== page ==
Watch Warren Zevon Sit in for Paul Shaffer on 'Letterman'

Even though Zevon's two '90s albums (Mr. Bad Example and Mutineer) and 1987's Transverse City didn't chart, he managed to debut at No. 173 with 2000's Life'll Kill Ya, and once again made the promotional rounds on his friend's show. (Letterman wasn't the only TV host to welcome Zevon during this time; he also showed up on The Late Late Show, Later ... With Jools Holland and other programs from time to time).

But Letterman was the one Zevon regularly returned to and usually went to first. He once again replaced Shaffer as band leader in 2000, and in 2002, he appeared with his son Jordan to sing "Hit Somebody! (The Hockey Song)" from that year's My Ride's Here. (Incidentally, the album version of the song features Shaffer on organ and Letterman on backing vocals during the chorus.)

Listen to Warren Zevon's "Hit Somebody! (The Hockey Song)" with David Letterman

That year, Zevon felt dizzy before a concert and soon developed a cough he couldn't shake. He never liked or trusted doctors. But he eventually relented and visited a physician, who informed him that he had inoperable peritoneal mesothelioma, a form of lung cancer usually associated with asbestos. (Zevon's son later claimed he used to play in the attic of his dad's carpet store when he was young.)

Zevon refused treatments for the cancer that was killing him, and instead rounded up a group of famous friends (including Jackson Browne, Don Henley, Tom Petty, Bruce Springsteen and others) to record one last album, The Wind, which came out 10 days before his death on Sept. 7, 2003, at the age of 56.

Eleven months before, on Oct. 30, 2002, Zevon appeared on Letterman's show one last time. He was given the entire hour to talk about his diagnosis, his life, his music and whatever came to mind during the chat. It's one of late-night television's most poignant moments, but not one without humor and insight.

"First of all, let me say that I might have made a tactical error in not going to a physician for 20 years," Zevon told Letterman when asked how he found out about the cancer. "It was one of those phobias that really didn't pay off." When Letterman says he's not sure he could make jokes under the circumstances, Zevon assured him, "I know you would." It's a heartbreaking moment, and a riveting hour -- one of Letterman's very best.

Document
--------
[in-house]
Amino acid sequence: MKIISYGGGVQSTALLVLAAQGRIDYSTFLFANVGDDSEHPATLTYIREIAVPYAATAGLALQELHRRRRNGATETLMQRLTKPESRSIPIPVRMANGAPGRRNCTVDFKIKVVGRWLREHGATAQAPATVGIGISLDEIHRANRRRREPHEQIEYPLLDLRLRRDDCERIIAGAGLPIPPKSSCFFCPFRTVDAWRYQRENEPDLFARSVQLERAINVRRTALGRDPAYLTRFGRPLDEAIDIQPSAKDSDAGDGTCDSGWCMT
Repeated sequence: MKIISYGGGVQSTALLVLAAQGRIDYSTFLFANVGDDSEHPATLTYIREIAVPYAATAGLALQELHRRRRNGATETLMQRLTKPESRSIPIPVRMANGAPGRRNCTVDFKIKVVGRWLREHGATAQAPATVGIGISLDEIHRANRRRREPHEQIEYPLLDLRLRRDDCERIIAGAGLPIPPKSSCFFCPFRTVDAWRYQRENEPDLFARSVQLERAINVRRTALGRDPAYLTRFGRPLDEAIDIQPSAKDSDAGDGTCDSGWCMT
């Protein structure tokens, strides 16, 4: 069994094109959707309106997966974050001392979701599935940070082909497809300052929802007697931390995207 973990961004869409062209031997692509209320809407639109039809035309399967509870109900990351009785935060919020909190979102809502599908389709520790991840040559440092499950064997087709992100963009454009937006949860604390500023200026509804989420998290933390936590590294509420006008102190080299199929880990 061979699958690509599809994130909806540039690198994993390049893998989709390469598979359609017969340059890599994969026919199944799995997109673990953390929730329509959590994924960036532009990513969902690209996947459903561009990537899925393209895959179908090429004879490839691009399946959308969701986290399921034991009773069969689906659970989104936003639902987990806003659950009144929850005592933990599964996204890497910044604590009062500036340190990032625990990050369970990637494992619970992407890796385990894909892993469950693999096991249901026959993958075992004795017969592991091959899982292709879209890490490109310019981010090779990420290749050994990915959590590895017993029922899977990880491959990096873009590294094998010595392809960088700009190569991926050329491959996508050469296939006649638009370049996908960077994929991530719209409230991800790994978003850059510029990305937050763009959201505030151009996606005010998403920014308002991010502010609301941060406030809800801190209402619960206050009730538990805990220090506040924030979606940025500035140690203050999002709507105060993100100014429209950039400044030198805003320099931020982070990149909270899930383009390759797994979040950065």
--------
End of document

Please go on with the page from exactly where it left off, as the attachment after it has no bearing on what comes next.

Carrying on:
Watch Warren Zevon's Last Appearance on 'Letterman'

And nobody but an old friend could make it work. Zevon opens up, laughs and shares stories from his past. Letterman encourages, holds back and shows the sort of empathy rarely exhibited by television hosts. He lets Zevon progress at his own pace, and it's a remarkably brisk one. "I don't feel as bad as they say I am," Zevon tells Letterman at one point.

When asked how the diagnosis has affected his work and outlook, Zevon says, "You put more value in every minute. ... It's more valuable now. You're reminded to enjoy every sandwich."

Letterman never loses control of the show or the talk or his emotions, but there are times where you can sense his ache in hearing his old friend come to terms with the end of his life. Along with The Wind's closing number and centerpiece, "Keep Me in Your Heart," it's the most moving moment of Zevon's last year, and one that Letterman handled perfectly.

Zevon performed three songs, all while sitting and playing the piano, during his last appearance: "Mutineer," "Genius" and "Roland the Headless Thompson Gunner." Like the rest of that hour-long show devoted to Zevon, the performances serve as a plaintive reminder of his often-overlooked and underappreciated gifts as a storyteller, singer-songwriter and artist. Before he left the studio for the last time, Zevon handed Letterman his guitar. "Take care of this for me," he said.

Letterman opened Zevon's soul that night, and in turn, Zevon made Letterman a little more human. It's a watershed moment of late-night TV, and one we'll likely never see again.

"He performed three songs ... and rehearsed each of them with our band, including one that had a string quartet [that he] arranged," Shaffer recalls. "This is a big workload for anyone, let alone somebody who was dying. But he was so happy to be working. That afternoon, as we rehearsed those three songs, even though I said, 'Warren, Just try to mark it and don't blow your voice,' he couldn't help it. It was so much fun playing that afternoon. He was a little more tired in the evening, as anybody would be, but especially somebody as sick like he was. But I remember those rehearsals were amazing."

The day after Zevon's death, Letterman talked about his old friend for 10 minutes on air, and he opened up about what drew him in. "The music itself was just exciting," Letterman said. "It was just thundering and exciting and rhythmic and complicated. ... It was not the kind of rock 'n' roll you'd hear much of. And then the lyrics ... were so vivid. Each song was like watching a motion picture. He was a poet and a storyteller and a good friend of ours."

Watch Warren Zevon Perform 'Roland rhe Headless Thompson Gunner' A Final Time

See the Yearbook Photos of Warren Zevon and Other Rock Stars